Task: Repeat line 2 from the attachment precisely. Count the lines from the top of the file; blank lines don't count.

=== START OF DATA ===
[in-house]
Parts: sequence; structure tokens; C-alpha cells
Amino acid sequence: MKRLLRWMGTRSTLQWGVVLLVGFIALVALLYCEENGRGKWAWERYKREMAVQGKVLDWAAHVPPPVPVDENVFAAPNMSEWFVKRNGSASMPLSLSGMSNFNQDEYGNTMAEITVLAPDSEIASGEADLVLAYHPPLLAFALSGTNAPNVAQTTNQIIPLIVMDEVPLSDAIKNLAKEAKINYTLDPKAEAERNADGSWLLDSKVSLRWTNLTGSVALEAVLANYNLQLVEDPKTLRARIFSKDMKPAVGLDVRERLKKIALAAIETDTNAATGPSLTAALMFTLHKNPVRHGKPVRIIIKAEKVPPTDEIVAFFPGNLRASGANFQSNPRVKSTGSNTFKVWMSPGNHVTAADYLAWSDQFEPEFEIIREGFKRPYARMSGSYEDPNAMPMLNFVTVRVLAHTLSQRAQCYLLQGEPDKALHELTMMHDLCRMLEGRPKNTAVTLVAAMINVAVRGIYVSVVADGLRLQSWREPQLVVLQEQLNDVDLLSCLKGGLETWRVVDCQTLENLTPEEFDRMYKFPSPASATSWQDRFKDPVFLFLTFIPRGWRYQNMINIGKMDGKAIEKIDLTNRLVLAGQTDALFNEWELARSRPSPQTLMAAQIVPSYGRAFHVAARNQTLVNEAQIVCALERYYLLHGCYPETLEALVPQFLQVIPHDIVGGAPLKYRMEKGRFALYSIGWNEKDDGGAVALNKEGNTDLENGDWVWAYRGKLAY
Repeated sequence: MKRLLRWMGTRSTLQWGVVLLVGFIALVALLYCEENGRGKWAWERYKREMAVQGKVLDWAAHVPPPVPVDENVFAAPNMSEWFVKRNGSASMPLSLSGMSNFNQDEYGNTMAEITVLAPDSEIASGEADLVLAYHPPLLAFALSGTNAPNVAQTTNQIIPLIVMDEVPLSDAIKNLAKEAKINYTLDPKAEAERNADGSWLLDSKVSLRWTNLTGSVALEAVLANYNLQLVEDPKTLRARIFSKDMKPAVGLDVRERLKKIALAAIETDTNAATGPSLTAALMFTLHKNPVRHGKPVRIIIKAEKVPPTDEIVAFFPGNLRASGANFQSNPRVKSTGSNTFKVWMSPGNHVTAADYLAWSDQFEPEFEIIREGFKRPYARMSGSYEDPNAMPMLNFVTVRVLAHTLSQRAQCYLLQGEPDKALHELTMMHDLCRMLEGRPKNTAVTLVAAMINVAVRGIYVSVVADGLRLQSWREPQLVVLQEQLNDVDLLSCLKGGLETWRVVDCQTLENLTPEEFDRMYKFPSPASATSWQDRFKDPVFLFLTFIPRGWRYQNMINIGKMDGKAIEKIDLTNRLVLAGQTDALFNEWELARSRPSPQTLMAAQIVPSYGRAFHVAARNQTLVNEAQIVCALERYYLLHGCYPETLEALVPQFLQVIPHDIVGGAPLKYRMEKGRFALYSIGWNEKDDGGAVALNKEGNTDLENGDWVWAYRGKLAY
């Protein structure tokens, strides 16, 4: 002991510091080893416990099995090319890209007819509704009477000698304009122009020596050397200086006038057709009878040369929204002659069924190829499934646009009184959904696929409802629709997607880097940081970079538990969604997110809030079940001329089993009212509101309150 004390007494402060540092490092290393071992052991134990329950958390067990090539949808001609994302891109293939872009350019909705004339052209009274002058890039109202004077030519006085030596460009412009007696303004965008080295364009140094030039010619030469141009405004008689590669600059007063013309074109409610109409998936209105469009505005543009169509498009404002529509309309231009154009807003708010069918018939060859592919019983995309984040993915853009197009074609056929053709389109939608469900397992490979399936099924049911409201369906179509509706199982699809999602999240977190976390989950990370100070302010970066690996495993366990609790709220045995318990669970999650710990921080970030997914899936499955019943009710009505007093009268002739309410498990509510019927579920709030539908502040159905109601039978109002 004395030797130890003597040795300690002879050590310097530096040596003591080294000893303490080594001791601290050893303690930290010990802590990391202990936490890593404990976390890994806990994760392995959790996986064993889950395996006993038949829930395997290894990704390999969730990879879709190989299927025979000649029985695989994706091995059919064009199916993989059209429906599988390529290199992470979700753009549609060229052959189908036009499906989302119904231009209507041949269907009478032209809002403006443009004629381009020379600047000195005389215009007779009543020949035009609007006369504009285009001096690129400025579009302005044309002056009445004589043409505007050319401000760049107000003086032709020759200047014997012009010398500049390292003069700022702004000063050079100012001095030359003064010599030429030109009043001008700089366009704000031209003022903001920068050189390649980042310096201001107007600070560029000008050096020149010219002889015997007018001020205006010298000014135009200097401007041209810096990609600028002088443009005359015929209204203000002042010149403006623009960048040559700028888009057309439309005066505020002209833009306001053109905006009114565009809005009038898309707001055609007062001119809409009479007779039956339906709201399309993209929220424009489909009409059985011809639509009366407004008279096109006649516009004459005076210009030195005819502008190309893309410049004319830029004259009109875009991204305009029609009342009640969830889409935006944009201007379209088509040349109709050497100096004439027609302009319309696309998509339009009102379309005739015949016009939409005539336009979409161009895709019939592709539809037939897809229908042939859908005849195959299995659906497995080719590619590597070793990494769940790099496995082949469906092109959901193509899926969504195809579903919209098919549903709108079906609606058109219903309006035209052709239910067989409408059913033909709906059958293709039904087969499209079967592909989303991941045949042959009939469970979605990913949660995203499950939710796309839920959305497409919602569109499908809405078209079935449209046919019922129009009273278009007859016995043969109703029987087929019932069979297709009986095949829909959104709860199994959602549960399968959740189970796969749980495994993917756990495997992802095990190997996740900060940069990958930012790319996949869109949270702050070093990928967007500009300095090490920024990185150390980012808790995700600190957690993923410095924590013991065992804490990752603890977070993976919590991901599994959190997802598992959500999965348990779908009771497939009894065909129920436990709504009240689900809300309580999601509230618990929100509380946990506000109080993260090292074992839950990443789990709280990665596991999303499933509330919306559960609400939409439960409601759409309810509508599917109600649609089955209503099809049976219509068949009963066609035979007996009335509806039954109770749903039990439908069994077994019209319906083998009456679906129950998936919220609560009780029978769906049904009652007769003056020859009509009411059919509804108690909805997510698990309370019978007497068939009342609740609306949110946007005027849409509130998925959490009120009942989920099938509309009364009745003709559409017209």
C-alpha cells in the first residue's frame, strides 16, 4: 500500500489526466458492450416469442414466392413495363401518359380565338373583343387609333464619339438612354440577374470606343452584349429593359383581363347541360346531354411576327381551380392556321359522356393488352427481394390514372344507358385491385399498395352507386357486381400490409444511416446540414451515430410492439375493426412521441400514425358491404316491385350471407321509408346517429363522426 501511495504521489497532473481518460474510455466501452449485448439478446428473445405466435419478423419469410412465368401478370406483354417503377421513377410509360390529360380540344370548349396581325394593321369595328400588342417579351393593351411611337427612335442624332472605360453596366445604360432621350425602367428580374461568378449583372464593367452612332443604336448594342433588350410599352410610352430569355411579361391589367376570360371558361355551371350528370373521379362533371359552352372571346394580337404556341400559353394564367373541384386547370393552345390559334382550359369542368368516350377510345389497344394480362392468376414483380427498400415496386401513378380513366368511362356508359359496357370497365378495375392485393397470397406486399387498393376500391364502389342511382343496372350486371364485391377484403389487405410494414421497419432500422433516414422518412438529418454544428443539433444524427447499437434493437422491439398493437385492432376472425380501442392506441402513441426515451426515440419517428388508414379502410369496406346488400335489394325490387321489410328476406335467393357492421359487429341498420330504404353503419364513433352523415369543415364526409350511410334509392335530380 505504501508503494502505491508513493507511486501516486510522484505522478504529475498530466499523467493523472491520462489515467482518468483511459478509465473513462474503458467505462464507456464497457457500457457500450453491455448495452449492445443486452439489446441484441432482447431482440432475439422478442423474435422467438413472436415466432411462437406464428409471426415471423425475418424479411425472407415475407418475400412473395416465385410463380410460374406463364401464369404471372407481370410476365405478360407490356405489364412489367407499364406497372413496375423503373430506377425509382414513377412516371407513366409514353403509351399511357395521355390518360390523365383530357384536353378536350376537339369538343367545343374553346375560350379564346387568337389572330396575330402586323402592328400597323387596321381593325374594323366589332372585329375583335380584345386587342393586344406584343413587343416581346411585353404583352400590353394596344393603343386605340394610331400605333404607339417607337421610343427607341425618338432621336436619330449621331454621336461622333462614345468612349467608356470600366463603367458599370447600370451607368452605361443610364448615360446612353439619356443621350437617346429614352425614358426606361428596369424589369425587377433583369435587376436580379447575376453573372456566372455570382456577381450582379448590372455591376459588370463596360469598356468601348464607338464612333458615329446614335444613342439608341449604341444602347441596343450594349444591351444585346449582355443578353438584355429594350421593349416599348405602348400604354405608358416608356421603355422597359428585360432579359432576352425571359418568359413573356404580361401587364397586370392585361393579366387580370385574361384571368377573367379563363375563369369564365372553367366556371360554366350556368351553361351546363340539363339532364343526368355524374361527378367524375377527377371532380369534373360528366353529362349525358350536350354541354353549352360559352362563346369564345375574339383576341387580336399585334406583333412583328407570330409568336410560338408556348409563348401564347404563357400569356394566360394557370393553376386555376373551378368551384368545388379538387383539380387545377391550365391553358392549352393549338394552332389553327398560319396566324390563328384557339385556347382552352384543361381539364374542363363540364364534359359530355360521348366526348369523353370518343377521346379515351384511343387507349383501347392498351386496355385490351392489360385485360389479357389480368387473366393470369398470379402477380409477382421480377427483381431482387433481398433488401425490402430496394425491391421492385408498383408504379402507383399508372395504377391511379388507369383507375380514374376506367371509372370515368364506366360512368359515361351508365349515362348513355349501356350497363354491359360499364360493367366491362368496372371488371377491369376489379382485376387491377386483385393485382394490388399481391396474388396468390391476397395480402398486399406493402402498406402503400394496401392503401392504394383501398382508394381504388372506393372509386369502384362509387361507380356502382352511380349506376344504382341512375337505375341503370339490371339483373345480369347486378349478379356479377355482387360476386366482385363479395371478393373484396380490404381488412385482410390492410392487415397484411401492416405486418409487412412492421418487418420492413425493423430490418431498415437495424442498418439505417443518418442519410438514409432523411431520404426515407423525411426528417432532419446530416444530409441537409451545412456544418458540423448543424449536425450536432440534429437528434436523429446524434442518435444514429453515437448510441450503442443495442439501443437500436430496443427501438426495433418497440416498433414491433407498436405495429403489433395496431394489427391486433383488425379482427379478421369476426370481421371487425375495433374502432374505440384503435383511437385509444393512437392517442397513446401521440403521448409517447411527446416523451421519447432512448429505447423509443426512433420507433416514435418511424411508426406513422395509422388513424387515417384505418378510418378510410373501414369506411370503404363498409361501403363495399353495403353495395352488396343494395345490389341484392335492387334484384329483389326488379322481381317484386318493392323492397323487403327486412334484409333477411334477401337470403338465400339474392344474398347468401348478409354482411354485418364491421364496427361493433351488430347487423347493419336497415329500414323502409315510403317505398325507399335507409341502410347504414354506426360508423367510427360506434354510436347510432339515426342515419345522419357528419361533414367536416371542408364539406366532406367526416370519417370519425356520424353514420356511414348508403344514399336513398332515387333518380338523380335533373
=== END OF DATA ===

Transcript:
Parts: sequence; structure tokens; C-alpha cells